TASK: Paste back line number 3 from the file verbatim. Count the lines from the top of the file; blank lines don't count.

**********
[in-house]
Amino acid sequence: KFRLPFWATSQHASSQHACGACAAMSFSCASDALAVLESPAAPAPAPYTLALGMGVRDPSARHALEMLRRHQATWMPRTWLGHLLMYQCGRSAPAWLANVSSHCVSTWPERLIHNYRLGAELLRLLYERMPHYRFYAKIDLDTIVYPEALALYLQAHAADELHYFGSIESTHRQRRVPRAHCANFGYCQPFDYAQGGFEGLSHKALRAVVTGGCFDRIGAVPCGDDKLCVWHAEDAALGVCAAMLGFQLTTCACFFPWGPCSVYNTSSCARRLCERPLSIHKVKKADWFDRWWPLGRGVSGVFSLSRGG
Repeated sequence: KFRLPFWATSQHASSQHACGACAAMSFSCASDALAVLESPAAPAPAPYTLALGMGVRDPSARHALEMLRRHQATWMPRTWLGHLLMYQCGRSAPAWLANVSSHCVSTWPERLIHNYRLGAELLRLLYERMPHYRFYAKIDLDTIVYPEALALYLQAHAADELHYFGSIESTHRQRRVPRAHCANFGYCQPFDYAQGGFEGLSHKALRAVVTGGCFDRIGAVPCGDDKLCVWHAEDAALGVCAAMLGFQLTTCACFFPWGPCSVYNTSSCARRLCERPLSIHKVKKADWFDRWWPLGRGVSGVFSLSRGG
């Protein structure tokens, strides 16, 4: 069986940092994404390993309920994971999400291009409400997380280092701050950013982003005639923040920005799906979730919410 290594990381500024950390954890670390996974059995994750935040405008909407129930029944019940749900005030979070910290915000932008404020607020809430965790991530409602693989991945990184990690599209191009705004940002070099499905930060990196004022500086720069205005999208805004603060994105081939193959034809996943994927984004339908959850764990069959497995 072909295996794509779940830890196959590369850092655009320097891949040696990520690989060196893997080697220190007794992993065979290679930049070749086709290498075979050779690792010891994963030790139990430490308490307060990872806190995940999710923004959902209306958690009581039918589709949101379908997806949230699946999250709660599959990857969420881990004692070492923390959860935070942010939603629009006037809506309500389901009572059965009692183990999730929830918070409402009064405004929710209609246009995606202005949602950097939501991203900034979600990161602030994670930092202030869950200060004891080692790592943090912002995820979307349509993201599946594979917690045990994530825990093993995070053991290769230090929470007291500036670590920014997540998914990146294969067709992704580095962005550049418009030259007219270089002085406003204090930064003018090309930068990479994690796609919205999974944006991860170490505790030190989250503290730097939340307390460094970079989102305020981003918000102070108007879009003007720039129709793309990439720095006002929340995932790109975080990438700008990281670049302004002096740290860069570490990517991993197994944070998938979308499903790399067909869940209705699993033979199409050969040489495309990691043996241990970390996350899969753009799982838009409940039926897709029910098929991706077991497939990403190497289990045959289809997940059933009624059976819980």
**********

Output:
Repeated sequence: KFRLPFWATSQHASSQHACGACAAMSFSCASDALAVLESPAAPAPAPYTLALGMGVRDPSARHALEMLRRHQATWMPRTWLGHLLMYQCGRSAPAWLANVSSHCVSTWPERLIHNYRLGAELLRLLYERMPHYRFYAKIDLDTIVYPEALALYLQAHAADELHYFGSIESTHRQRRVPRAHCANFGYCQPFDYAQGGFEGLSHKALRAVVTGGCFDRIGAVPCGDDKLCVWHAEDAALGVCAAMLGFQLTTCACFFPWGPCSVYNTSSCARRLCERPLSIHKVKKADWFDRWWPLGRGVSGVFSLSRGG